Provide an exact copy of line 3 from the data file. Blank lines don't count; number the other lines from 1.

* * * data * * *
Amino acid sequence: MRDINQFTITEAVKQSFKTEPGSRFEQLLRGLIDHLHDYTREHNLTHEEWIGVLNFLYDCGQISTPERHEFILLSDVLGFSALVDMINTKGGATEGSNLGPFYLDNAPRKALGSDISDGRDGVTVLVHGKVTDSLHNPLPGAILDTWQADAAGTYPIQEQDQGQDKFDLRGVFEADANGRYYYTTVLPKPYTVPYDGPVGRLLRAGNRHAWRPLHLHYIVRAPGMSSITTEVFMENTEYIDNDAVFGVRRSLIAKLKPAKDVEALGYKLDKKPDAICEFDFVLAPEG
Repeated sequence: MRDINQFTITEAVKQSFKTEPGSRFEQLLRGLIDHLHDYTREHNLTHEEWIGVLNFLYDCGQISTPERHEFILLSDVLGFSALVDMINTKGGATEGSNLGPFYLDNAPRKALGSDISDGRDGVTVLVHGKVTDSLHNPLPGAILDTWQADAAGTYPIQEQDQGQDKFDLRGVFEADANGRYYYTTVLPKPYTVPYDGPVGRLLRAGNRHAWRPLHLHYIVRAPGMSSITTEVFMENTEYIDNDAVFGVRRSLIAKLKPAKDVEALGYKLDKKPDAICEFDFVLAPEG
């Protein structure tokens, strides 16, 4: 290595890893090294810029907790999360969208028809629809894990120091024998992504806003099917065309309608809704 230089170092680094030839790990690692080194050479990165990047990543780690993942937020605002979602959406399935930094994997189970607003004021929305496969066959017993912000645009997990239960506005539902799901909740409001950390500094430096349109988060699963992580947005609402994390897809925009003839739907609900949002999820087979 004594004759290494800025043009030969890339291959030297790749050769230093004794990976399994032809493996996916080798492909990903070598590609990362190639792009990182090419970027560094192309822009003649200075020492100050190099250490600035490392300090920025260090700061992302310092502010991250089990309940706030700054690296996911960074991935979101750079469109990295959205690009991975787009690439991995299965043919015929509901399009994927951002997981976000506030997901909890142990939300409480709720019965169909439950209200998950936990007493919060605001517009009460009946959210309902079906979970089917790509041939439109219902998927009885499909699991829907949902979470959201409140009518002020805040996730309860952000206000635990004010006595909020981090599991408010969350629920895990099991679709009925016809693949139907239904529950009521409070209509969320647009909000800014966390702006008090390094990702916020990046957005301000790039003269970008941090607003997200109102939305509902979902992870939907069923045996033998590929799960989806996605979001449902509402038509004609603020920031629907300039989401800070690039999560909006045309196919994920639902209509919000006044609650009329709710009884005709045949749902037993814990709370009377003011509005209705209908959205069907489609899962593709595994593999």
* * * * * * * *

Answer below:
């Protein structure tokens, strides 16, 4: 290595890893090294810029907790999360969208028809629809894990120091024998992504806003099917065309309608809704 230089170092680094030839790990690692080194050479990165990047990543780690993942937020605002979602959406399935930094994997189970607003004021929305496969066959017993912000645009997990239960506005539902799901909740409001950390500094430096349109988060699963992580947005609402994390897809925009003839739907609900949002999820087979 004594004759290494800025043009030969890339291959030297790749050769230093004794990976399994032809493996996916080798492909990903070598590609990362190639792009990182090419970027560094192309822009003649200075020492100050190099250490600035490392300090920025260090700061992302310092502010991250089990309940706030700054690296996911960074991935979101750079469109990295959205690009991975787009690439991995299965043919015929509901399009994927951002997981976000506030997901909890142990939300409480709720019965169909439950209200998950936990007493919060605001517009009460009946959210309902079906979970089917790509041939439109219902998927009885499909699991829907949902979470959201409140009518002020805040996730309860952000206000635990004010006595909020981090599991408010969350629920895990099991679709009925016809693949139907239904529950009521409070209509969320647009909000800014966390702006008090390094990702916020990046957005301000790039003269970008941090607003997200109102939305509902979902992870939907069923045996033998590929799960989806996605979001449902509402038509004609603020920031629907300039989401800070690039999560909006045309196919994920639902209509919000006044609650009329709710009884005709045949749902037993814990709370009377003011509005209705209908959205069907489609899962593709595994593999």